Kinoshok hosts cultural glasnost

Fest matured into respected marketplace

MOSCOW — The year after the collapse of the USSR, 1992, was an optimistic time to launch a festival devoted to the cinema of the newly independent countries that had emerged, often precariously, from the Soviet ruins. Its three organizers — actress Irina Shevchuk, scripter Victor Merezhko and promoter Sergei Novozhilov — were new to the business, while the venue, the Black Sea family resort of Anapa, hardly resonated glamour.

A lot has changed in a decade. By its 10th edition, which closed Sept. 17, Kinoshok (literally translated as “film-shock”) has matured into a respected meeting place — an emerging marketplace for filmmakers from the far-flung corners of the Soviet film empire.

Even its location, now one of Russia’s most thriving seaside towns, has changed beyond recognition. As one jury member jokes, what was once “kino-shock” now feels more like “kino-chic.”

Star power

Officially renamed the Open Fest of the CIS and Baltics, event is shaping up as one of the region’s most convincing attempts to keep cultural contact open between countries whose political relations are often all-too strained. Competition programs showcase features and short films, while an abundance of Soviet-era star power, as well as open-air evening panorama programs, draw local auds.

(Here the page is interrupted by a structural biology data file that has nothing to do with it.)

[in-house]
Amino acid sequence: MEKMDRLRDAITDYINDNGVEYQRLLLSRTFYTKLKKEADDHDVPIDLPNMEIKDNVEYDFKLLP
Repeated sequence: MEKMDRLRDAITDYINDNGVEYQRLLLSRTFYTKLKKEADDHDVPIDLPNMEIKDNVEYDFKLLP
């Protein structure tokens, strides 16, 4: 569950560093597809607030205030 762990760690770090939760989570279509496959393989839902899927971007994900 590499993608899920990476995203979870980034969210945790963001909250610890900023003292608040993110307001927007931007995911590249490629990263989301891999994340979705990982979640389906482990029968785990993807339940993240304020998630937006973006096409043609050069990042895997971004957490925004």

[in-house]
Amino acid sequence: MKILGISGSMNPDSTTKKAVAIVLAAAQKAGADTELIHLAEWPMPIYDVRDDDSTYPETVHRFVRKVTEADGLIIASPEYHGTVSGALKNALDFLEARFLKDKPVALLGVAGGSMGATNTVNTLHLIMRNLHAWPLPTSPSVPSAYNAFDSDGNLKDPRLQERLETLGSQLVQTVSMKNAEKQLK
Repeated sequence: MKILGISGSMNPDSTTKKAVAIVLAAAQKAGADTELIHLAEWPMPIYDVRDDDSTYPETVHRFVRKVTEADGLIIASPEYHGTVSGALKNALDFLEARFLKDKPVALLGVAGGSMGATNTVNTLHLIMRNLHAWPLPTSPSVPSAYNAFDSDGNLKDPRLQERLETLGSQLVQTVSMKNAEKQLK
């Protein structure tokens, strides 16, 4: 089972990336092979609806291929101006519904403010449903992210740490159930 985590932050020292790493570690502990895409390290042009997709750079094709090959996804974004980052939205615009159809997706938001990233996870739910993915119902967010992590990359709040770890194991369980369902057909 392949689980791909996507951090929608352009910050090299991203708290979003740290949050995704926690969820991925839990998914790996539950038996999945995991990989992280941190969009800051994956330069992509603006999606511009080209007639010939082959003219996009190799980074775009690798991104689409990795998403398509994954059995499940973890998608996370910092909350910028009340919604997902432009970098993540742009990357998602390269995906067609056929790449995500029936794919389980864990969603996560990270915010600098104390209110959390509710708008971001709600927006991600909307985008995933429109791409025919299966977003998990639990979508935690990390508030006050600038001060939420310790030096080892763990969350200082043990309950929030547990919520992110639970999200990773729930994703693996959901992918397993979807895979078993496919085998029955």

For some, like Russia’s Sergei Selyanov, who took a special prize as the territory’s best producer, Kinoshok is a real chance to expand distribution for his films into neighboring markets. With his competition pic, the late-1940s retro drama “Two Drivers Going” taking best director nod for debut feature helmer Alexander Kott, local distribution deals, as well as international fest interest, look assured.

Kinoshok could well emerge as something of an informal co-production forum, modifying a trend by which the region’s directors tend to look outside the territory for support. Some Central Asian players, like Aktan Abdykalykov, whose “The Chimp” took the script award, have long-established business ties with European niche production houses.

Others, like the Uzbek entry “Mother,” rely on personal contacts: helmer Zulfikar Musakov, whose past two pics have had considerable B.O. success in Japan, shot half of his new film there, with sales expected to follow in the region.

Fest’s Grand Prix winner, Peeter Simm’s “Good Hands,” symbolized the combination process perfectly. The first ever Latvian-Estonian co-prod, already booked for next year’s Berlin Panorama, found an original solution to the language problems of joint ventures: Latvian and Estonian characters spoke in their own languages, while crossover dialogue — including, to the delight of Moscow critics, the love scenes — played in Russian.

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